Jenkins advocates demolishing houses!


Some commentators have likened the Ben-Hank plan to the kind of knee-jerk over-reaction that followed 9/11. There is general agreement that something needs to be done but little agreement that something stupid needs to be done.

We'll see tomorrow morning our time whether a consensus has transpired overnight.


This started with the housing market, but that is no longer the heart of the problem. There is around $11 trillion of housing loans outstanding, but $44 trillion of that consummate gambling chip, the credit default swap contract, plus a whole raft of other exotic instruments.,0,872846.story

These all stand or fall on the basis of whether the counter-parties maintain their credit rating. For reasons that go back to the debacle in the sub-prime housing market, the credit rating agencies have lost a lot of credibility and ratings generally are being viewed with suspicion.

If the CDS market takes a tumble it could become ugly.

The US government will end up having to do what governments always do in financial crises: use taxpayers’ money to pump capital into the financial system.

As the negotiations over the $US700 billion bailout plan to restore credit markets continued Washington Mutual, the largest US savings and loan bank, was taken over by authorities and its deposits auctioned off. JPMorgan Chase & Co said it had bought the deposits of Washington Mutual Inc.

Doesn't that mean that a deal hasn't been reached in Congress re the Paulson bailout plan? That allows the U.S. Treasury to buy toxic waste for much more than it was worth — and gotten nothing in return. Nobody on Capitol Hill, it seemed, was happy about that.

I thought that there had been an agreement in principle? A Congress plan that revised the Paulson one. The deal---ie the Congress Plan---- would give the money to the US Treasury in instalments rather than a $US700 billion lump sum the Bush administration wanted. The deal would also allow the government to take part-ownership of banks and ban companies that sell toxic assets to the government from paying massive "golden parachutes" to executives being fired.

What has happened?

The Congress plan has to be a bipartisan plan. Democrats won’t pass the plan without votes from rank-and-file Republicans — and as of Thursday night, some of those rank-and-file Republicans were balking.So the votes on the floor of Congress are not there.

Apparently a group of House Republicans (small government, free market) had circulated an alternative plan that would set up an emergency insurance fund for financial institutions, instead of the proposal to purchase troubled mortgage assets presented by the Bush administration.

McCain is in there somewhere stirring, trying to look as if he is in charge. It sounds as if he is backing the rebel House Republicans. I have no idea why.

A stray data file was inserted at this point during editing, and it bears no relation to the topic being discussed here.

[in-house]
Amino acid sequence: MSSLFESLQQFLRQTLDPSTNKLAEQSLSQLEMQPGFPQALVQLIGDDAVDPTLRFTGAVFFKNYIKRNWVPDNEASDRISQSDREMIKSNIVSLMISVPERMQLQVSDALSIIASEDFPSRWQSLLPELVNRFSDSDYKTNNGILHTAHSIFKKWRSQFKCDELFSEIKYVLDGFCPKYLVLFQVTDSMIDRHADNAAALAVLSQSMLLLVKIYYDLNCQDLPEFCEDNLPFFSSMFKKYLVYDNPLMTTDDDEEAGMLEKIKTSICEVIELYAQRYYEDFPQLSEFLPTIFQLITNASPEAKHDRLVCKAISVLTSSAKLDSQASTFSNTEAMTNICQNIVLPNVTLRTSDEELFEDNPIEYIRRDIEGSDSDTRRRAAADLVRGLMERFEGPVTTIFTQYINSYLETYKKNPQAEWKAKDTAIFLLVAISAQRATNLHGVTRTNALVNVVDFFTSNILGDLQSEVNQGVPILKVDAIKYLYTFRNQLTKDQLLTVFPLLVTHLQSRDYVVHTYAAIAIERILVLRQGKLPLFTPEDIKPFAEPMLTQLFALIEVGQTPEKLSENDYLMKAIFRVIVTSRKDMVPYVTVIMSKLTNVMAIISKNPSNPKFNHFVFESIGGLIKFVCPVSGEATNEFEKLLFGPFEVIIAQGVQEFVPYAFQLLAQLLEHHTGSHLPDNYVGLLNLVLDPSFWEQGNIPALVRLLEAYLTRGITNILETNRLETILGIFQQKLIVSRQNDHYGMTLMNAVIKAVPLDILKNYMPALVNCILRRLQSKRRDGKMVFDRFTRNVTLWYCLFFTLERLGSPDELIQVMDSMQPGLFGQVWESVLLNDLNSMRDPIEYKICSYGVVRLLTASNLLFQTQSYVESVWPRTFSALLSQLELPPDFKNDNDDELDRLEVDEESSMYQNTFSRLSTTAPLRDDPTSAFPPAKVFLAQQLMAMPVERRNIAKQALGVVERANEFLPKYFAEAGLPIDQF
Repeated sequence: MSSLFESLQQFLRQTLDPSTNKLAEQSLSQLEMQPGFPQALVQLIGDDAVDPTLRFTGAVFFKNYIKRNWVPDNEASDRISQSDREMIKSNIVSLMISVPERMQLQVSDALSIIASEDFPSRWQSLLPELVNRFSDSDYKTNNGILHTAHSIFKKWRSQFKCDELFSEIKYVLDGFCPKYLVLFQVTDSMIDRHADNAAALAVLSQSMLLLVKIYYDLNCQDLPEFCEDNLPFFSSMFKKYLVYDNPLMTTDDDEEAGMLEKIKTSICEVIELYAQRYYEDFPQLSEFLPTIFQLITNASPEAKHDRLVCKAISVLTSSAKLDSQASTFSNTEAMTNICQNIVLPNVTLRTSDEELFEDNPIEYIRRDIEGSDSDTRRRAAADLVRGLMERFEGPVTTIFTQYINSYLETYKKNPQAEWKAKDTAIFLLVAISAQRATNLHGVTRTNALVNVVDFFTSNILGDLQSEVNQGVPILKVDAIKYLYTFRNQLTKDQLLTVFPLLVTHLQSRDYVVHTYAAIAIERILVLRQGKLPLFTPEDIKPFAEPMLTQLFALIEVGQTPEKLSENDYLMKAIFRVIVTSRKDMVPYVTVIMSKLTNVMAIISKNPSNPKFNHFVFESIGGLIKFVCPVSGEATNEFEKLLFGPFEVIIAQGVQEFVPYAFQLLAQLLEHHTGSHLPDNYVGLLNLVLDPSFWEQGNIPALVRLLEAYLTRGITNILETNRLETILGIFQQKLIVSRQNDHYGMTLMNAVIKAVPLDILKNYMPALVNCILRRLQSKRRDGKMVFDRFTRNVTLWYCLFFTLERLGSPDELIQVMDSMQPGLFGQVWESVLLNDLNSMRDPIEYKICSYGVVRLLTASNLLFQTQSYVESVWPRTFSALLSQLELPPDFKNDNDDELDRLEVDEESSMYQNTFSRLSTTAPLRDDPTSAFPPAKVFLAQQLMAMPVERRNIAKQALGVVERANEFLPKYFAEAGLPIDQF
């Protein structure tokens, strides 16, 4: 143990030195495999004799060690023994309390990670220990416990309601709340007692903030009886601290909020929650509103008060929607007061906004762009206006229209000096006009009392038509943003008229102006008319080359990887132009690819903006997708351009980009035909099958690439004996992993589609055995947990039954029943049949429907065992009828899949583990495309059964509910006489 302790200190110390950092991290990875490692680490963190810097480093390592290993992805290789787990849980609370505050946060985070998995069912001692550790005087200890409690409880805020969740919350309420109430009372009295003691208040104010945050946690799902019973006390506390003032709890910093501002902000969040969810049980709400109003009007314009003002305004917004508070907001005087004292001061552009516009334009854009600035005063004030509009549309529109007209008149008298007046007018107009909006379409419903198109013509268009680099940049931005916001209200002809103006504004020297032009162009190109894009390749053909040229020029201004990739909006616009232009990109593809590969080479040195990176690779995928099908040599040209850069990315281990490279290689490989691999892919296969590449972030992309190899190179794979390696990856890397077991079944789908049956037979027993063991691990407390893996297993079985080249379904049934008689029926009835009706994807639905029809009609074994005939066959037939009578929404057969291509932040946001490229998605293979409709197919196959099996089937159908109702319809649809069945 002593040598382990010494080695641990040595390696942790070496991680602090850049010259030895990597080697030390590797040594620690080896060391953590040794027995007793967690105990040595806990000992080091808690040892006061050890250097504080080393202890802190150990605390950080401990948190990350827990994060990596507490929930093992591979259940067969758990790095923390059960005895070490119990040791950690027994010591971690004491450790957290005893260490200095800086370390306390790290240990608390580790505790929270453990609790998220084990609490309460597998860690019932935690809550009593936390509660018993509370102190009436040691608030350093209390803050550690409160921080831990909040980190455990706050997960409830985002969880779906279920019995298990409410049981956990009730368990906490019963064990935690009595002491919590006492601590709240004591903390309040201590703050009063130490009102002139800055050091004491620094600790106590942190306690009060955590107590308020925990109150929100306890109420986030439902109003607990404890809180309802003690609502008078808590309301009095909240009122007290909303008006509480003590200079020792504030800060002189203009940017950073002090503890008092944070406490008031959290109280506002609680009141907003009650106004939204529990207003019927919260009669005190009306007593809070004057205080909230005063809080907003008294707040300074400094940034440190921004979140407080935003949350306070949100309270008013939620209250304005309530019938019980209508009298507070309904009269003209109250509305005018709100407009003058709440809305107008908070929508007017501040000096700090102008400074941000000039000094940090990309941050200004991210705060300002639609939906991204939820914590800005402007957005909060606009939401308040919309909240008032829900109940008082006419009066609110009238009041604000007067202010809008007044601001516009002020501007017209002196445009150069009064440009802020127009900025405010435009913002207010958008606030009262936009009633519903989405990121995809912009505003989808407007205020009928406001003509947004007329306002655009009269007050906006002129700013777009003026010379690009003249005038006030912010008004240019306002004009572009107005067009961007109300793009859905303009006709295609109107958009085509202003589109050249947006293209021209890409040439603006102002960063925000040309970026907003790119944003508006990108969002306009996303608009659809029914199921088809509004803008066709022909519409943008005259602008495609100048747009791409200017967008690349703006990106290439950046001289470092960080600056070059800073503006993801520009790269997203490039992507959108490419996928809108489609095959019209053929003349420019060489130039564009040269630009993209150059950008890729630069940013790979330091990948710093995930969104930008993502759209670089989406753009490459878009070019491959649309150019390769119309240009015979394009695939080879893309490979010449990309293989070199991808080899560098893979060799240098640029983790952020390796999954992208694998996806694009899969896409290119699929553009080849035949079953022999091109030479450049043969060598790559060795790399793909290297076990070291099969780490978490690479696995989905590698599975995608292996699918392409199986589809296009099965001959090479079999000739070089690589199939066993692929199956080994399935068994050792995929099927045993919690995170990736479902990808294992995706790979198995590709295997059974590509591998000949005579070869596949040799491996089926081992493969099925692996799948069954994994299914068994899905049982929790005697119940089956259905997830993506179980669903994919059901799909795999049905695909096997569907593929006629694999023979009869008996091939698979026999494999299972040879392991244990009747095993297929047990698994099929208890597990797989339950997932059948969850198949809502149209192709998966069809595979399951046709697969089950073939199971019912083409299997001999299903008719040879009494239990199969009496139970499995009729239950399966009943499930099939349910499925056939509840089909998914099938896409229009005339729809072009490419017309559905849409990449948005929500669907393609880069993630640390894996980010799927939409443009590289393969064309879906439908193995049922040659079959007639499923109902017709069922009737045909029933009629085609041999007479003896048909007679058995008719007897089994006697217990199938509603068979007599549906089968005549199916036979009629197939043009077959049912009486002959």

The New York Times has a good account.

McCain's plan was to be the leader who had put aside presidential politics to help broker a solution to the financial crisis.That meant being a leader at consensus building, and as the real face of bipartisan politics.

It seems as if he stumbled and did very little. The New York Times says that McCain:

now finds himself in the middle of an ideological war that pits conservative Republicans, loath to spending so much taxpayer money on Wall Street, against the Bush White House, which, with the support of Democrats and a sizable number of Republicans, sees a bailout package as essential to averting a potential economic disaster.

Is he supporting the rebel Republicans? Or laying low?

it was only a week ago that McCain was saying that economic fundamentals were strong despite the brewing Wall Street meltdown.

Whether bailouts achieve there desired aim of restoring confidence in the markets or not, the US will still have a major problem dealing with it's massive debt now standing at 370% of GDP. The debt crisis is showing up in the US credit and money markets - libor, t-bill, etc. Yeilds on 1 month T-bills are now 0.31%. With US infaltion at around +5%, investors are loosing capital parking their money there, revealing real fear in the future directions of the US money and credit markets.

The Govt and Fed are playing a confidence game. As economic growth in the US has been very dependent on cheap credit for business, housing and consumer spending, they're attempting to restore confidence in these markets in order to save the economy from a protracted downturn. They may achieve this in the short term, however I feel that the credit fueled boom dating from the 1980's has ended and there's going to be a significant contraction in public confidence and economic activity. The credit cycle normally peaks with a orgy of speculation and fraud as we've seen in subprime lending.